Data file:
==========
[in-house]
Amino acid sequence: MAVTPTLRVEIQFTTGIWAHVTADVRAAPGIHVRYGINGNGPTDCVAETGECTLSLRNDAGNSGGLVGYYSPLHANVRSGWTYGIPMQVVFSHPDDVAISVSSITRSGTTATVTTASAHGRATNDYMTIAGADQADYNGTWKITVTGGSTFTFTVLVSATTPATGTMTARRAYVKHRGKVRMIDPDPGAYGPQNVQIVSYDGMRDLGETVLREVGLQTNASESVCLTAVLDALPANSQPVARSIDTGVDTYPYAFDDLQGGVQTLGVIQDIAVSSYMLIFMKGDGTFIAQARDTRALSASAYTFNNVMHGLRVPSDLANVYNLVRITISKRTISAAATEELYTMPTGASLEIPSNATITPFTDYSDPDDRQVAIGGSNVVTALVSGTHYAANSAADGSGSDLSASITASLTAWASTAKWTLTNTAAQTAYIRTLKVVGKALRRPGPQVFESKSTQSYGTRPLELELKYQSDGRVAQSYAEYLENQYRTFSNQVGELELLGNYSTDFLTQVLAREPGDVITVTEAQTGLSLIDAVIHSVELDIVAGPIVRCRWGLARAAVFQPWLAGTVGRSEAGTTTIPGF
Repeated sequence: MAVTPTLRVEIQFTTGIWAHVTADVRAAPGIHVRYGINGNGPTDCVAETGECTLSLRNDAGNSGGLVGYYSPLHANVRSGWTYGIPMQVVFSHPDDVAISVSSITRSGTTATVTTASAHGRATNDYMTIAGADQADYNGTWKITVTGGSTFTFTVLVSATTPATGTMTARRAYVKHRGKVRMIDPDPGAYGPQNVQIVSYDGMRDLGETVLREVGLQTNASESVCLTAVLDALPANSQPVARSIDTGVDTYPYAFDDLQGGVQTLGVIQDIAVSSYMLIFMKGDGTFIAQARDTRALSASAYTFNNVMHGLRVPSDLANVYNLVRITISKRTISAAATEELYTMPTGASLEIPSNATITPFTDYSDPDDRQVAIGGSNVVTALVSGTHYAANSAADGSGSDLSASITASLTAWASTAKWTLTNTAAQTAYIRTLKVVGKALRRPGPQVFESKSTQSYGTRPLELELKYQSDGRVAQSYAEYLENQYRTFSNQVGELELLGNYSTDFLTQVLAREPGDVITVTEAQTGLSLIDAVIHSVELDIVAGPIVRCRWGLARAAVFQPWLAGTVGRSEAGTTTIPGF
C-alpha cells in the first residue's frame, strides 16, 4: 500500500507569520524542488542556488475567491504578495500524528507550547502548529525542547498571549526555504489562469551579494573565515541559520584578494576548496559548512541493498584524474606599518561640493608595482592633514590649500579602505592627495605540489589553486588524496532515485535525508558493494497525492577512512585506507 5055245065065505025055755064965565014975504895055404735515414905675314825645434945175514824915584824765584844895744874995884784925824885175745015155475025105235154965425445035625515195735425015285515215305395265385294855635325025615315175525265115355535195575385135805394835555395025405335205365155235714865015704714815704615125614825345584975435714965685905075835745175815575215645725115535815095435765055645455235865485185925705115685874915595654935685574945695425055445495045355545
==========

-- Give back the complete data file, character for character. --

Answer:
[in-house]
Amino acid sequence: MAVTPTLRVEIQFTTGIWAHVTADVRAAPGIHVRYGINGNGPTDCVAETGECTLSLRNDAGNSGGLVGYYSPLHANVRSGWTYGIPMQVVFSHPDDVAISVSSITRSGTTATVTTASAHGRATNDYMTIAGADQADYNGTWKITVTGGSTFTFTVLVSATTPATGTMTARRAYVKHRGKVRMIDPDPGAYGPQNVQIVSYDGMRDLGETVLREVGLQTNASESVCLTAVLDALPANSQPVARSIDTGVDTYPYAFDDLQGGVQTLGVIQDIAVSSYMLIFMKGDGTFIAQARDTRALSASAYTFNNVMHGLRVPSDLANVYNLVRITISKRTISAAATEELYTMPTGASLEIPSNATITPFTDYSDPDDRQVAIGGSNVVTALVSGTHYAANSAADGSGSDLSASITASLTAWASTAKWTLTNTAAQTAYIRTLKVVGKALRRPGPQVFESKSTQSYGTRPLELELKYQSDGRVAQSYAEYLENQYRTFSNQVGELELLGNYSTDFLTQVLAREPGDVITVTEAQTGLSLIDAVIHSVELDIVAGPIVRCRWGLARAAVFQPWLAGTVGRSEAGTTTIPGF
Repeated sequence: MAVTPTLRVEIQFTTGIWAHVTADVRAAPGIHVRYGINGNGPTDCVAETGECTLSLRNDAGNSGGLVGYYSPLHANVRSGWTYGIPMQVVFSHPDDVAISVSSITRSGTTATVTTASAHGRATNDYMTIAGADQADYNGTWKITVTGGSTFTFTVLVSATTPATGTMTARRAYVKHRGKVRMIDPDPGAYGPQNVQIVSYDGMRDLGETVLREVGLQTNASESVCLTAVLDALPANSQPVARSIDTGVDTYPYAFDDLQGGVQTLGVIQDIAVSSYMLIFMKGDGTFIAQARDTRALSASAYTFNNVMHGLRVPSDLANVYNLVRITISKRTISAAATEELYTMPTGASLEIPSNATITPFTDYSDPDDRQVAIGGSNVVTALVSGTHYAANSAADGSGSDLSASITASLTAWASTAKWTLTNTAAQTAYIRTLKVVGKALRRPGPQVFESKSTQSYGTRPLELELKYQSDGRVAQSYAEYLENQYRTFSNQVGELELLGNYSTDFLTQVLAREPGDVITVTEAQTGLSLIDAVIHSVELDIVAGPIVRCRWGLARAAVFQPWLAGTVGRSEAGTTTIPGF
C-alpha cells in the first residue's frame, strides 16, 4: 500500500507569520524542488542556488475567491504578495500524528507550547502548529525542547498571549526555504489562469551579494573565515541559520584578494576548496559548512541493498584524474606599518561640493608595482592633514590649500579602505592627495605540489589553486588524496532515485535525508558493494497525492577512512585506507 5055245065065505025055755064965565014975504895055404735515414905675314825645434945175514824915584824765584844895744874995884784925824885175745015155475025105235154965425445035625515195735425015285515215305395265385294855635325025615315175525265115355535195575385135805394835555395025405335205365155235714865015704714815704615125614825345584975435714965685905075835745175815575215645725115535815095435765055645455235865485185925705115685874915595654935685574945695425055445495045355545